Ultrafast Dual-gain-media Neodymium:glass Laser
ProQuest, 2008 - 142 pages
This dissertation presents an experimental demonstration of an ultrafast dual-gain-media Nd:glass laser. This laser contains both the Nd:fluorophosphate glass (Schott glass LG-810) and the Nd:silicate glass (Schott glass LG-680) in a single cavity. Record-short pulses of 34 fs were generated by Kerr-lens mode-locking from the dual-gain-media Nd:glass laser as a result of the overall gain broadening. Compared with the shortest pulses generated from a single-medium Nd:glass laser, the pulse was shortened by nearly a factor of 2. Neodymium-doped glass is characterized by inhomogeneous broadening and multiple Stark-split sub-transitions. This dissertation presents a comprehensive study of passive mode-locking of inhomogeneously broadened lasers. For a broadband inhomogeneously broadened laser, mode-locking becomes unstable when the lasing spectrum exceeds the maximum lockable spectrum. This mode-locking instability due to the insufficient gain filtering does not appear in homogeneously broadened lasers. The mode-locking by the pure self-amplitude modulation is essentially a phase-locking process. The soliton mode-locking resists best the impact of insufficient gain filtering, while the mode-locking under a strong self-phase modulation and positive group-delay dispersion is the weakest and a certain amount of gain filtering (narrowing) is necessary. A minimum unsaturated absorber loss is required for stable mode-locking in most situations. When the multiple Stark-split sub-transitions are involved in the laser gain, it generally broadens the overall gain linewidth and narrows the free-running spectrum. Those Stark-split sub-transitions located near the gain peak primarily affect the gain curvature and therefore how strong the gain filtering effect is. The free-running bandwidth is primarily determined by those Stark-split sub-transitions located within the inhomogeneous linewidth. In passive mode-locking, a larger GDD region of stable mode-locking exists as a result of the involvement of multiple Stark-split sub-transitions compared to the single-transition gain. When mode-locking strength is strong or GDD is small, the gain including the multiple Stark-split sub-transition can be approximated by a single-transition gain of which the homogeneous linewidth is equal to the effective homogeneous linewidth of the Stark-splitting gain.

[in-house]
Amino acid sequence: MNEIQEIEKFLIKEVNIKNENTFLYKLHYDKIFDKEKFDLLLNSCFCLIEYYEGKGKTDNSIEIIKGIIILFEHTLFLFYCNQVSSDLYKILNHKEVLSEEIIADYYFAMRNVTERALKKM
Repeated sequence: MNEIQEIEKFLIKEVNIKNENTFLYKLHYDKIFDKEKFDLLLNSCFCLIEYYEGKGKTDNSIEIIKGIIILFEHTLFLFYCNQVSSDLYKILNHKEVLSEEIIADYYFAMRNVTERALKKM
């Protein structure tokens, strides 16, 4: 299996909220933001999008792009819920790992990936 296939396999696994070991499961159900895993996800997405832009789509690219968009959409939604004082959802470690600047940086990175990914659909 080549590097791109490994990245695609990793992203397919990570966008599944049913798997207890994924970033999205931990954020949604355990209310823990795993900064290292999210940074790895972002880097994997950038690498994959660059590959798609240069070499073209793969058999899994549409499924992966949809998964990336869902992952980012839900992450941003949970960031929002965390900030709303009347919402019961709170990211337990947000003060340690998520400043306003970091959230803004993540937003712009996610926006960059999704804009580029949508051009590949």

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2 PASSIVE MODELOCKING THEORY FOR BROADBAND
3 EXPERIMENTAL STUDY OF PASSIVELY MODELOCKED
abs,ave broadband CW lasing bandwidth CW lasing spectrum degree of inhomogeneity dispersion compensation dual-gain-media Nd:glass laser effective homogeneous cross-section emission cross-section F2 prism fast saturable absorber femtosecond free-running gain medium gain model gain profile GDD region homogeneous linewidth inhomogeneous gain inhomogeneously broadened laser insufficient gain filtering Kerr-lens mode-locking locking master equation mode-locked dual-gain-media Nd:glass mode-locked pulse mode-locking characteristics mode-locking instability mode-locking mechanism mode-locking regime multiple Stark-split sub-transitions narrower Nd:fluorophosphate glass laser Nd:silicate glass laser negative GDD Output coupler passive mode-locking peak positive GDD prism pair pulse bandwidth pulse shaping pulse spectrum pulse width pump power pure SAM mode-locking saturable absorber Schott Glass self-phase modulation SF10 prisms shorter pulses shown in Figure single peak-sub-transition single-medium Nd:glass laser solid-state lasers soliton mode-locking soliton pulse soliton-like pulse SPM and positive stability zone stable mode-locking Stark-splitting gain sub-levels tuning range ultrashort pulses unsaturated absorber loss